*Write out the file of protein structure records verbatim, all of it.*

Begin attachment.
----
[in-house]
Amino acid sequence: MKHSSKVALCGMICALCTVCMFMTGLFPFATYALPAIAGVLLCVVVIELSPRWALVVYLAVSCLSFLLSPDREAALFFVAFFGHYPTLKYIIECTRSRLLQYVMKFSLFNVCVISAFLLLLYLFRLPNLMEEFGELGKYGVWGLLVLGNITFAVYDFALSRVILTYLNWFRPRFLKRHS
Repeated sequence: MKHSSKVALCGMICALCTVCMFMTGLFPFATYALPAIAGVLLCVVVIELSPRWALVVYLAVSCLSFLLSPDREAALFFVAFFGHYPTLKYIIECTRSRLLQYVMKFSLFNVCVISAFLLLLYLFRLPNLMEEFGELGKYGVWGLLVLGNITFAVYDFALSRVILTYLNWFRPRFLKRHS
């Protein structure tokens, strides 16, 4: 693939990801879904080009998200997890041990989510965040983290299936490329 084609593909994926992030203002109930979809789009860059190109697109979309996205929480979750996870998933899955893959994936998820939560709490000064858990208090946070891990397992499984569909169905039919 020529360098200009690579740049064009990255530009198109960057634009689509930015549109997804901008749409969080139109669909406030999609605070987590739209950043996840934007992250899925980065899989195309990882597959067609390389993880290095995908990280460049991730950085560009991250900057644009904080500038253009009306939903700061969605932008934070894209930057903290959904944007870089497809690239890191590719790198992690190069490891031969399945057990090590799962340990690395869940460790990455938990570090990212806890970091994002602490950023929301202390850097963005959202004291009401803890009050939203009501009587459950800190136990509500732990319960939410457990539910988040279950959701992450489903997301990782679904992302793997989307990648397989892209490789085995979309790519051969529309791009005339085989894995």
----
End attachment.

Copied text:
[in-house]
Amino acid sequence: MKHSSKVALCGMICALCTVCMFMTGLFPFATYALPAIAGVLLCVVVIELSPRWALVVYLAVSCLSFLLSPDREAALFFVAFFGHYPTLKYIIECTRSRLLQYVMKFSLFNVCVISAFLLLLYLFRLPNLMEEFGELGKYGVWGLLVLGNITFAVYDFALSRVILTYLNWFRPRFLKRHS
Repeated sequence: MKHSSKVALCGMICALCTVCMFMTGLFPFATYALPAIAGVLLCVVVIELSPRWALVVYLAVSCLSFLLSPDREAALFFVAFFGHYPTLKYIIECTRSRLLQYVMKFSLFNVCVISAFLLLLYLFRLPNLMEEFGELGKYGVWGLLVLGNITFAVYDFALSRVILTYLNWFRPRFLKRHS
């Protein structure tokens, strides 16, 4: 693939990801879904080009998200997890041990989510965040983290299936490329 084609593909994926992030203002109930979809789009860059190109697109979309996205929480979750996870998933899955893959994936998820939560709490000064858990208090946070891990397992499984569909169905039919 020529360098200009690579740049064009990255530009198109960057634009689509930015549109997804901008749409969080139109669909406030999609605070987590739209950043996840934007992250899925980065899989195309990882597959067609390389993880290095995908990280460049991730950085560009991250900057644009904080500038253009009306939903700061969605932008934070894209930057903290959904944007870089497809690239890191590719790198992690190069490891031969399945057990090590799962340990690395869940460790990455938990570090990212806890970091994002602490950023929301202390850097963005959202004291009401803890009050939203009501009587459950800190136990509500732990319960939410457990539910988040279950959701992450489903997301990782679904992302793997989307990648397989892209490789085995979309790519051969529309791009005339085989894995």